Laurie Taylor Column

November 21, 2003

Morning, Charles. Gordon here. Gordon Lapping. Sorry to bother you, but I need to set up a viva for that doctoral dissertation you've been looking at for us.

That's right. The one with the red binding. Can't recall the exact title.

Something to do with the construction of post-colonial identity.

Yes, that's the one. So, what was your overall impression, Charles?

Uh huh.

You found it what?

You found it "impossible to understand". Well, quite honestly, Charles, isn't that about par for the course these days? If anyone can understand your doctorate, then it's probably only a masters.

You say that it's what? "Virtually unreadable." Well, let's not get too picky here, Charles. I can't remember exactly where this chap's from, but I know he's not one of ours. So, obviously, he's had some language problems.

I think what one does in such circumstances is to assume that he knows what he's talking about. After all, he has been at it for three years.

What's that? You can't bring yourself to pass a thesis that makes no sense.

I really do find that a bit strong. I mean, for goodness sake, this chap has come all the way over to Poppleton from the depths of wherever and paid good money - very good money - to spend three years writing a dissertation, and then at the end of it all you're seriously suggesting that we send him away empty-handed.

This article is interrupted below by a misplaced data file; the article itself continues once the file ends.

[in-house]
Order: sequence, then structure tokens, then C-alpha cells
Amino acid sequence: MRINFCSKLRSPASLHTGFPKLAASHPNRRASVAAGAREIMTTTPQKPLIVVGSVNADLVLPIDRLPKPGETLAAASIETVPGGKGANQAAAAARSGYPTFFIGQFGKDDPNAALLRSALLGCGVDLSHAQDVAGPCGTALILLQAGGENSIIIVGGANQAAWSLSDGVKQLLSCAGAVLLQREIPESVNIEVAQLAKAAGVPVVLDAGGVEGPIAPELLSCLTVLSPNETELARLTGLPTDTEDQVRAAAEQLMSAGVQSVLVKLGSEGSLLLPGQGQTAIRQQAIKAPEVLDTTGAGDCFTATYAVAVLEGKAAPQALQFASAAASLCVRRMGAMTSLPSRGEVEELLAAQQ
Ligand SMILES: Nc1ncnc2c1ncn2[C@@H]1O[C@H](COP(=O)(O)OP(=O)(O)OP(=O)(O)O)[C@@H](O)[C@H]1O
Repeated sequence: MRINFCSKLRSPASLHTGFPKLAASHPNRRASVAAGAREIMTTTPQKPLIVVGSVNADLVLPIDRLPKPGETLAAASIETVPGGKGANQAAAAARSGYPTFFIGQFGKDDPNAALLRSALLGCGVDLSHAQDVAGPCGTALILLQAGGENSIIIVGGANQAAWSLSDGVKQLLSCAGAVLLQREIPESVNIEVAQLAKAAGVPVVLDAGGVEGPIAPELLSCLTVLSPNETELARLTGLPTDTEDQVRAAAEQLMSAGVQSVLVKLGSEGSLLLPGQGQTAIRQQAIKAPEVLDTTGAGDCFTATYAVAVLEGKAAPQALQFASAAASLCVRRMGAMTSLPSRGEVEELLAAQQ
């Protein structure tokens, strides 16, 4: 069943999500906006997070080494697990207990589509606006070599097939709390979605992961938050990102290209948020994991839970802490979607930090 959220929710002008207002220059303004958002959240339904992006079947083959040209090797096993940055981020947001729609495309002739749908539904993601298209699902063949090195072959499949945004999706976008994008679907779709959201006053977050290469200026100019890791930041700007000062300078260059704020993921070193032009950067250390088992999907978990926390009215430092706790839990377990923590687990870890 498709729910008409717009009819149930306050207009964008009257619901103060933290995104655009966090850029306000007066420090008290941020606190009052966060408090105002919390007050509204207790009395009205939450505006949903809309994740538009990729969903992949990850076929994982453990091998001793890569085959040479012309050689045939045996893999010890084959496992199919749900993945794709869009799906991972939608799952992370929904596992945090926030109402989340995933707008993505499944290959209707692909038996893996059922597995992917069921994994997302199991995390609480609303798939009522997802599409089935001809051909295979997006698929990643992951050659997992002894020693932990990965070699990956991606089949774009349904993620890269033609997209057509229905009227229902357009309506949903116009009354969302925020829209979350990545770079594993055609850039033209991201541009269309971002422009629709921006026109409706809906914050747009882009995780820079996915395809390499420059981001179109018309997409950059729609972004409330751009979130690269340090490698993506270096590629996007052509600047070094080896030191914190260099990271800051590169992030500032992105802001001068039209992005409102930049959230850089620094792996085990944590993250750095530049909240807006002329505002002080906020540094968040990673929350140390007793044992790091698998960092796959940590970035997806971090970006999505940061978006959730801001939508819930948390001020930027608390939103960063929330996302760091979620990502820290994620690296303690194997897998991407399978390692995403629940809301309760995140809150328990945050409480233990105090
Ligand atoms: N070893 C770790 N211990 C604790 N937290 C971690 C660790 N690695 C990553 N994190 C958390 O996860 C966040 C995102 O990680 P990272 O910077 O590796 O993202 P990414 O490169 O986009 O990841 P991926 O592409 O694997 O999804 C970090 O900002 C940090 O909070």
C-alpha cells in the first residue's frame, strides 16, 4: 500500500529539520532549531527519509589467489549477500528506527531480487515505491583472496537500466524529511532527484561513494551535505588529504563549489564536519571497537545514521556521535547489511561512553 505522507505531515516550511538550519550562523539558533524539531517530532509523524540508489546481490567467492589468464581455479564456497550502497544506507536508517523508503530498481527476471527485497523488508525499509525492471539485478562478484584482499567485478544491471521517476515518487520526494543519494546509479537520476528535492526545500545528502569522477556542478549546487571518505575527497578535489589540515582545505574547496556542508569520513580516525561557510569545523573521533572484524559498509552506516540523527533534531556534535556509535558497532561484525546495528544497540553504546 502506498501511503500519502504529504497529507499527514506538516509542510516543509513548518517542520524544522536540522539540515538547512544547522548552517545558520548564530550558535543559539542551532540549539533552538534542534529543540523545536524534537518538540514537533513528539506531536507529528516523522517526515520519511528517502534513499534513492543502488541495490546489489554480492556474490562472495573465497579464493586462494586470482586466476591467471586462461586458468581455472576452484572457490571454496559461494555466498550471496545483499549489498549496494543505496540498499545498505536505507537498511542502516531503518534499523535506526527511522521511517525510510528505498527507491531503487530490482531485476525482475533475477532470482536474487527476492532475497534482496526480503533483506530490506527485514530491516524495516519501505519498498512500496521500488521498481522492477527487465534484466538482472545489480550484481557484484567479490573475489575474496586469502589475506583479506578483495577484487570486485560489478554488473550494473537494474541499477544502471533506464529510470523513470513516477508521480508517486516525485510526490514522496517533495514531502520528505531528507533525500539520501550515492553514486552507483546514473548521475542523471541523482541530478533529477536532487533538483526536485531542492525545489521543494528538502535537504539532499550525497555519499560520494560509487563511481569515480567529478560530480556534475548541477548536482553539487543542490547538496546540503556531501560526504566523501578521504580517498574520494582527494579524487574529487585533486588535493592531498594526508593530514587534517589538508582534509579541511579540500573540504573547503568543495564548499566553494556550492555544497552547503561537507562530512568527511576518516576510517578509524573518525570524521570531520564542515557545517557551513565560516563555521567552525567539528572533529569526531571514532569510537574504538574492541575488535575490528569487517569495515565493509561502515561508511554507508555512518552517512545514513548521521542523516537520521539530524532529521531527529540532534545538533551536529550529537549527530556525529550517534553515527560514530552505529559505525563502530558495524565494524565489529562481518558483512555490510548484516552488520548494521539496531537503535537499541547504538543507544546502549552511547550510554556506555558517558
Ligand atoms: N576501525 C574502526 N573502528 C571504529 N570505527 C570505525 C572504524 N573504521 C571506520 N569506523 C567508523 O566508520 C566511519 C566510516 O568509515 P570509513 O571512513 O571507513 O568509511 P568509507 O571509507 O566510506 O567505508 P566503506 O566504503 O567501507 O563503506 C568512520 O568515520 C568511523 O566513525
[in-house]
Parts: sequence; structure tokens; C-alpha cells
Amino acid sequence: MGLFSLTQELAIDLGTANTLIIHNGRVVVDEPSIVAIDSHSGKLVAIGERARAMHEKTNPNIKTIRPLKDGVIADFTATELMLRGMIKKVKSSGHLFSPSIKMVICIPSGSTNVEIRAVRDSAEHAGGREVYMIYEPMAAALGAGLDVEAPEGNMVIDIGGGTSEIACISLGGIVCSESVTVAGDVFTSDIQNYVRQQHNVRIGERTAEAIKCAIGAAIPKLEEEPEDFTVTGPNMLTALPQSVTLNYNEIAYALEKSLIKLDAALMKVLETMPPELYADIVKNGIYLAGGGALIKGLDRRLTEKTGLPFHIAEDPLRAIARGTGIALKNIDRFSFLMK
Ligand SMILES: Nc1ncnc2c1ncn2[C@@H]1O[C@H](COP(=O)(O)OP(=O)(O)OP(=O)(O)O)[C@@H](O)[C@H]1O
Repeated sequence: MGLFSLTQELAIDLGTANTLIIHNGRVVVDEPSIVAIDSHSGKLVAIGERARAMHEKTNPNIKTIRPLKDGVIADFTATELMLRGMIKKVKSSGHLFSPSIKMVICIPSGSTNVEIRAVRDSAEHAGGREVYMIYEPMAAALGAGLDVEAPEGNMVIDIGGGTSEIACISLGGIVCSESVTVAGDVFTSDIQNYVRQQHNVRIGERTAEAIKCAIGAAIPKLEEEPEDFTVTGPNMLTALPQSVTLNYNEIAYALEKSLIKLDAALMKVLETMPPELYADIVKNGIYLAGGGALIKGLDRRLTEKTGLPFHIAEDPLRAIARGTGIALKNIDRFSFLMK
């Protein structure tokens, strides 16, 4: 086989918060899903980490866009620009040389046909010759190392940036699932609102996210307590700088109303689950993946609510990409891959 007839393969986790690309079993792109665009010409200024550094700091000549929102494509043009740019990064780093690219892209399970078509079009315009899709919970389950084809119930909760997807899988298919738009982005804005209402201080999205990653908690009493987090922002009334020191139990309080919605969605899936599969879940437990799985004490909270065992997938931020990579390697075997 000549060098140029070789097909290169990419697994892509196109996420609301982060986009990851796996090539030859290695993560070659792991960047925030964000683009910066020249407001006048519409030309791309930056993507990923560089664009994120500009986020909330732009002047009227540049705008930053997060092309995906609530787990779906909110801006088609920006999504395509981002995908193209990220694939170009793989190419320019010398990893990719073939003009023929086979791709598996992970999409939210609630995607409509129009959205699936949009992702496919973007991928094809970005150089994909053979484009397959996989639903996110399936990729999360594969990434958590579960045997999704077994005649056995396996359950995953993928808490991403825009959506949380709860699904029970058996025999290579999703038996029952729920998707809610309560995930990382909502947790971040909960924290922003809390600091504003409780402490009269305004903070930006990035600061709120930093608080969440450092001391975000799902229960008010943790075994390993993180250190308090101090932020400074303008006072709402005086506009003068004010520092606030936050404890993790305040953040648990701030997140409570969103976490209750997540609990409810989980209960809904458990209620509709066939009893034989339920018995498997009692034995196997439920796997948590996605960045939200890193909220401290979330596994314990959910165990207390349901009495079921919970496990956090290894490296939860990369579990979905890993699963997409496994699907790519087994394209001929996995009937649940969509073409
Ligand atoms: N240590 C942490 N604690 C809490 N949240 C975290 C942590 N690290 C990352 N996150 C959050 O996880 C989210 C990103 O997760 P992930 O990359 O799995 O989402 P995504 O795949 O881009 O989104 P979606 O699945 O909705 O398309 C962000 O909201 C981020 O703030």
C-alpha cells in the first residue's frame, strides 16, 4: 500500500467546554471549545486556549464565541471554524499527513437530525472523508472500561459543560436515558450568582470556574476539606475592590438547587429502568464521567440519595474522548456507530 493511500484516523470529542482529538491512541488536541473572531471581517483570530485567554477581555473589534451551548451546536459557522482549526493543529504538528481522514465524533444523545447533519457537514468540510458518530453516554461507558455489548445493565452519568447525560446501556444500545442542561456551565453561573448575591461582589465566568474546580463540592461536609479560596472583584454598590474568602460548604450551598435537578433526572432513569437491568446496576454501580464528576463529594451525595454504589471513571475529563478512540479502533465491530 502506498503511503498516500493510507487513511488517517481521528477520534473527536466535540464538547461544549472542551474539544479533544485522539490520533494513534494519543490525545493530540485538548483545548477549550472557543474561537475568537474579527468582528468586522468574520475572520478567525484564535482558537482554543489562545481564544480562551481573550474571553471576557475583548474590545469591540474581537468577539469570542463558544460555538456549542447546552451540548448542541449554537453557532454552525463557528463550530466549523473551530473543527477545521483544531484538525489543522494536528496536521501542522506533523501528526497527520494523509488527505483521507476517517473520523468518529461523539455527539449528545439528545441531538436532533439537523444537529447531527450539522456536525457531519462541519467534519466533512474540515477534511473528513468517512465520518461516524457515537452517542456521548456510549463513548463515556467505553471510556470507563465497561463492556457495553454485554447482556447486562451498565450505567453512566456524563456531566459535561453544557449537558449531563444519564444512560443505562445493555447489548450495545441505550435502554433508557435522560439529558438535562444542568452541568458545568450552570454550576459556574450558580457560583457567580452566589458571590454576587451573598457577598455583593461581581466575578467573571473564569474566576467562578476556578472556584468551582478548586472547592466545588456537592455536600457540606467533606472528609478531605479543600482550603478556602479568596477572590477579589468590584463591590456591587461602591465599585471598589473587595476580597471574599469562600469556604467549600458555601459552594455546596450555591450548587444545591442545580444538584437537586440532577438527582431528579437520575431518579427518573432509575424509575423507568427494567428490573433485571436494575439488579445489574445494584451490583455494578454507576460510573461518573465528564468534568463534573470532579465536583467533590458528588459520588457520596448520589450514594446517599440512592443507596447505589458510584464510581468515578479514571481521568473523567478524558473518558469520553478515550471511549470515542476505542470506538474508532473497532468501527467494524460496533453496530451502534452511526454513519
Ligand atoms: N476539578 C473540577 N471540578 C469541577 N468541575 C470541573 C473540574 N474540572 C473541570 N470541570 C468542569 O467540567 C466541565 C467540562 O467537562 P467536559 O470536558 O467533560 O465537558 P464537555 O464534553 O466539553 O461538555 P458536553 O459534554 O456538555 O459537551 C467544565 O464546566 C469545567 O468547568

Uh huh.

No, Charles, I do get your drift. You're saying it's a betrayal of higher education to hand over a doctorate to someone who hasn't met what you call "traditional standards".

Yes, I hear you.

Look, Charles. I've got an idea. Why not forget all that business about the doctoral certificate?

Yes, really. I'll tell you how to make it easier for yourself. Just imagine that what you're handing over is not so much a university degree. Think of it more - how can I put this? - yes - think of it less as a degree, and more as a receipt.

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